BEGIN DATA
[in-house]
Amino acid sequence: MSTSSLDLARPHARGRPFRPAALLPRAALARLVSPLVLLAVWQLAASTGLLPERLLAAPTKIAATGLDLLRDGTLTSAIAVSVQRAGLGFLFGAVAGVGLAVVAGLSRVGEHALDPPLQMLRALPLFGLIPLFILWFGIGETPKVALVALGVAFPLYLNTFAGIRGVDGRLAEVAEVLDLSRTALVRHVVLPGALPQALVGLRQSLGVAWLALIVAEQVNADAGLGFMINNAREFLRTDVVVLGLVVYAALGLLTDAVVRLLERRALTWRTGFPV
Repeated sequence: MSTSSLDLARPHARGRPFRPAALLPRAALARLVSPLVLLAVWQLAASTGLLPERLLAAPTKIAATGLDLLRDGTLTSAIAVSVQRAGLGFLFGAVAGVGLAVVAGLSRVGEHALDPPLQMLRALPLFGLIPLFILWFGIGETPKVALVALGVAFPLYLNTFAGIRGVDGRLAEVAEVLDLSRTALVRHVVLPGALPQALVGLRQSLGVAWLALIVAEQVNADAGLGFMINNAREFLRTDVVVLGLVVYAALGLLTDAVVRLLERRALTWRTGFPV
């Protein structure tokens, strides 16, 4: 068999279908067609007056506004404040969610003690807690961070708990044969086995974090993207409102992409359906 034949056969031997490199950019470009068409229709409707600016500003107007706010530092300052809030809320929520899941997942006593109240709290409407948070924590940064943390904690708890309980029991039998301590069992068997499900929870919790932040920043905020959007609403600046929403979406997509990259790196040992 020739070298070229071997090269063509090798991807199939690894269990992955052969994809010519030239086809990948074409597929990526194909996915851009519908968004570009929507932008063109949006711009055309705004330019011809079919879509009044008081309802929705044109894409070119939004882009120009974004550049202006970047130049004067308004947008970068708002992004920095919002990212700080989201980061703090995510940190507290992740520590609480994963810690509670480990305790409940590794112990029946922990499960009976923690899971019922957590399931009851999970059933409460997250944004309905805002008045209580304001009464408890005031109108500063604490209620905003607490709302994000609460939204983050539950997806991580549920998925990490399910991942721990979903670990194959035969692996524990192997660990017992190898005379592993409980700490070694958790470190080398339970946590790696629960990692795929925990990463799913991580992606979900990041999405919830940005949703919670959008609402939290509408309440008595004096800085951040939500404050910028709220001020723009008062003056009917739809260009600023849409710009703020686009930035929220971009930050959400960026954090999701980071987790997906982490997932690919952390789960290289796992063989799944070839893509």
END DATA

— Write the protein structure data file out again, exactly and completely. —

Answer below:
[in-house]
Amino acid sequence: MSTSSLDLARPHARGRPFRPAALLPRAALARLVSPLVLLAVWQLAASTGLLPERLLAAPTKIAATGLDLLRDGTLTSAIAVSVQRAGLGFLFGAVAGVGLAVVAGLSRVGEHALDPPLQMLRALPLFGLIPLFILWFGIGETPKVALVALGVAFPLYLNTFAGIRGVDGRLAEVAEVLDLSRTALVRHVVLPGALPQALVGLRQSLGVAWLALIVAEQVNADAGLGFMINNAREFLRTDVVVLGLVVYAALGLLTDAVVRLLERRALTWRTGFPV
Repeated sequence: MSTSSLDLARPHARGRPFRPAALLPRAALARLVSPLVLLAVWQLAASTGLLPERLLAAPTKIAATGLDLLRDGTLTSAIAVSVQRAGLGFLFGAVAGVGLAVVAGLSRVGEHALDPPLQMLRALPLFGLIPLFILWFGIGETPKVALVALGVAFPLYLNTFAGIRGVDGRLAEVAEVLDLSRTALVRHVVLPGALPQALVGLRQSLGVAWLALIVAEQVNADAGLGFMINNAREFLRTDVVVLGLVVYAALGLLTDAVVRLLERRALTWRTGFPV
């Protein structure tokens, strides 16, 4: 068999279908067609007056506004404040969610003690807690961070708990044969086995974090993207409102992409359906 034949056969031997490199950019470009068409229709409707600016500003107007706010530092300052809030809320929520899941997942006593109240709290409407948070924590940064943390904690708890309980029991039998301590069992068997499900929870919790932040920043905020959007609403600046929403979406997509990259790196040992 020739070298070229071997090269063509090798991807199939690894269990992955052969994809010519030239086809990948074409597929990526194909996915851009519908968004570009929507932008063109949006711009055309705004330019011809079919879509009044008081309802929705044109894409070119939004882009120009974004550049202006970047130049004067308004947008970068708002992004920095919002990212700080989201980061703090995510940190507290992740520590609480994963810690509670480990305790409940590794112990029946922990499960009976923690899971019922957590399931009851999970059933409460997250944004309905805002008045209580304001009464408890005031109108500063604490209620905003607490709302994000609460939204983050539950997806991580549920998925990490399910991942721990979903670990194959035969692996524990192997660990017992190898005379592993409980700490070694958790470190080398339970946590790696629960990692795929925990990463799913991580992606979900990041999405919830940005949703919670959008609402939290509408309440008595004096800085951040939500404050910028709220001020723009008062003056009917739809260009600023849409710009703020686009930035929220971009930050959400960026954090999701980071987790997906982490997932690919952390789960290289796992063989799944070839893509």